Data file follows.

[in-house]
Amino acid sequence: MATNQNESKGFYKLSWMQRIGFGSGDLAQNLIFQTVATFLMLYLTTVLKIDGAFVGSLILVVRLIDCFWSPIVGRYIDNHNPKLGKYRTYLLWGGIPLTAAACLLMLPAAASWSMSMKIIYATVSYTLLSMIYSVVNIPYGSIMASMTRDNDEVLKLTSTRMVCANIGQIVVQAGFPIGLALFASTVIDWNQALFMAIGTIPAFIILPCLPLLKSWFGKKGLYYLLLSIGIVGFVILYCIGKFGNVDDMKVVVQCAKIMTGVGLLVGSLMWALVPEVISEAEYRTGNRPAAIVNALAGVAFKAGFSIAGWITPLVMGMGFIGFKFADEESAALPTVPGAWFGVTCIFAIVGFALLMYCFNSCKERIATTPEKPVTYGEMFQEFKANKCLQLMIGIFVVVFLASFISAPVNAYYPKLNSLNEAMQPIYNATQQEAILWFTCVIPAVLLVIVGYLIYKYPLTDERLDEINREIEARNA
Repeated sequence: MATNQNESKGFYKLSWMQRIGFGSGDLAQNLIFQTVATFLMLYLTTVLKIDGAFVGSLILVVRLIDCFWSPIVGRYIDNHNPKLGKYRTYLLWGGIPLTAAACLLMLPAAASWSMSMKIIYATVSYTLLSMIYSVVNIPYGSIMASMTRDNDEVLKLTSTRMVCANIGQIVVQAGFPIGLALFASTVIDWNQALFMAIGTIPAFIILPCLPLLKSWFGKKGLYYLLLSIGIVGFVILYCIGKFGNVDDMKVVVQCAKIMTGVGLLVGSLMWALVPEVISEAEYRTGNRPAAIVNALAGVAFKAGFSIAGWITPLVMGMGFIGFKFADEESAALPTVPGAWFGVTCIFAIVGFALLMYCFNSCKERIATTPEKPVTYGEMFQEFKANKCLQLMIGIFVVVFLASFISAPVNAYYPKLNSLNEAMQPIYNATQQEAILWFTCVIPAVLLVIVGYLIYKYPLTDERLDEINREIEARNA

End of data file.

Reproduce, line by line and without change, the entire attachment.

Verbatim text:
[in-house]
Amino acid sequence: MATNQNESKGFYKLSWMQRIGFGSGDLAQNLIFQTVATFLMLYLTTVLKIDGAFVGSLILVVRLIDCFWSPIVGRYIDNHNPKLGKYRTYLLWGGIPLTAAACLLMLPAAASWSMSMKIIYATVSYTLLSMIYSVVNIPYGSIMASMTRDNDEVLKLTSTRMVCANIGQIVVQAGFPIGLALFASTVIDWNQALFMAIGTIPAFIILPCLPLLKSWFGKKGLYYLLLSIGIVGFVILYCIGKFGNVDDMKVVVQCAKIMTGVGLLVGSLMWALVPEVISEAEYRTGNRPAAIVNALAGVAFKAGFSIAGWITPLVMGMGFIGFKFADEESAALPTVPGAWFGVTCIFAIVGFALLMYCFNSCKERIATTPEKPVTYGEMFQEFKANKCLQLMIGIFVVVFLASFISAPVNAYYPKLNSLNEAMQPIYNATQQEAILWFTCVIPAVLLVIVGYLIYKYPLTDERLDEINREIEARNA
Repeated sequence: MATNQNESKGFYKLSWMQRIGFGSGDLAQNLIFQTVATFLMLYLTTVLKIDGAFVGSLILVVRLIDCFWSPIVGRYIDNHNPKLGKYRTYLLWGGIPLTAAACLLMLPAAASWSMSMKIIYATVSYTLLSMIYSVVNIPYGSIMASMTRDNDEVLKLTSTRMVCANIGQIVVQAGFPIGLALFASTVIDWNQALFMAIGTIPAFIILPCLPLLKSWFGKKGLYYLLLSIGIVGFVILYCIGKFGNVDDMKVVVQCAKIMTGVGLLVGSLMWALVPEVISEAEYRTGNRPAAIVNALAGVAFKAGFSIAGWITPLVMGMGFIGFKFADEESAALPTVPGAWFGVTCIFAIVGFALLMYCFNSCKERIATTPEKPVTYGEMFQEFKANKCLQLMIGIFVVVFLASFISAPVNAYYPKLNSLNEAMQPIYNATQQEAILWFTCVIPAVLLVIVGYLIYKYPLTDERLDEINREIEARNA